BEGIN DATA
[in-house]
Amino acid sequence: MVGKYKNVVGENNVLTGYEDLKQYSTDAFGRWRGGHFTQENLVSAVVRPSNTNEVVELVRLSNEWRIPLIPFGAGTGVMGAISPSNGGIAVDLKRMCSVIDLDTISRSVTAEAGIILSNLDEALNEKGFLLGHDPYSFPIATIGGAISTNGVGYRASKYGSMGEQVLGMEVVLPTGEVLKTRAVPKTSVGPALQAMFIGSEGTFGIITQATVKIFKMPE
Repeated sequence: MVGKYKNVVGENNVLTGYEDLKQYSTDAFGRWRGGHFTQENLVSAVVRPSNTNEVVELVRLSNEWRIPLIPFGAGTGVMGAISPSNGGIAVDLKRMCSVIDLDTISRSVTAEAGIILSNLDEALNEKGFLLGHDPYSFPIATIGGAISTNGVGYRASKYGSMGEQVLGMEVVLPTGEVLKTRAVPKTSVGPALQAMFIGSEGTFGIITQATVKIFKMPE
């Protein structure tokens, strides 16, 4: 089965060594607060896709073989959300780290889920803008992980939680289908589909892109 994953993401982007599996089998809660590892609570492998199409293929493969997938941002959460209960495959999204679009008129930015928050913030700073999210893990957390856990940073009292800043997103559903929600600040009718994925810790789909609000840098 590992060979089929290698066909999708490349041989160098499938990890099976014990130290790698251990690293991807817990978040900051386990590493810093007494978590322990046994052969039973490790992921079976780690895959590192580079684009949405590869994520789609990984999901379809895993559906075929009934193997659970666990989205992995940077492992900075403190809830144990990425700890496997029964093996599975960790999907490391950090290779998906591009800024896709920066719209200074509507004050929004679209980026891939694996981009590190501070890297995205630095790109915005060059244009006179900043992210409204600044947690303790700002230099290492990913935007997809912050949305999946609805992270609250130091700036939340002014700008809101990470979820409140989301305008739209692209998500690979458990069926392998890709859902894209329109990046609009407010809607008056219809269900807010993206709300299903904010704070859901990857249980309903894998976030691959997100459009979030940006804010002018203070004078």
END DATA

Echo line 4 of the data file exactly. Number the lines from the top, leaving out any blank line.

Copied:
């Protein structure tokens, strides 16, 4: 089965060594607060896709073989959300780290889920803008992980939680289908589909892109 994953993401982007599996089998809660590892609570492998199409293929493969997938941002959460209960495959999204679009008129930015928050913030700073999210893990957390856990940073009292800043997103559903929600600040009718994925810790789909609000840098 590992060979089929290698066909999708490349041989160098499938990890099976014990130290790698251990690293991807817990978040900051386990590493810093007494978590322990046994052969039973490790992921079976780690895959590192580079684009949405590869994520789609990984999901379809895993559906075929009934193997659970666990989205992995940077492992900075403190809830144990990425700890496997029964093996599975960790999907490391950090290779998906591009800024896709920066719209200074509507004050929004679209980026891939694996981009590190501070890297995205630095790109915005060059244009006179900043992210409204600044947690303790700002230099290492990913935007997809912050949305999946609805992270609250130091700036939340002014700008809101990470979820409140989301305008739209692209998500690979458990069926392998890709859902894209329109990046609009407010809607008056219809269900807010993206709300299903904010704070859901990857249980309903894998976030691959997100459009979030940006804010002018203070004078």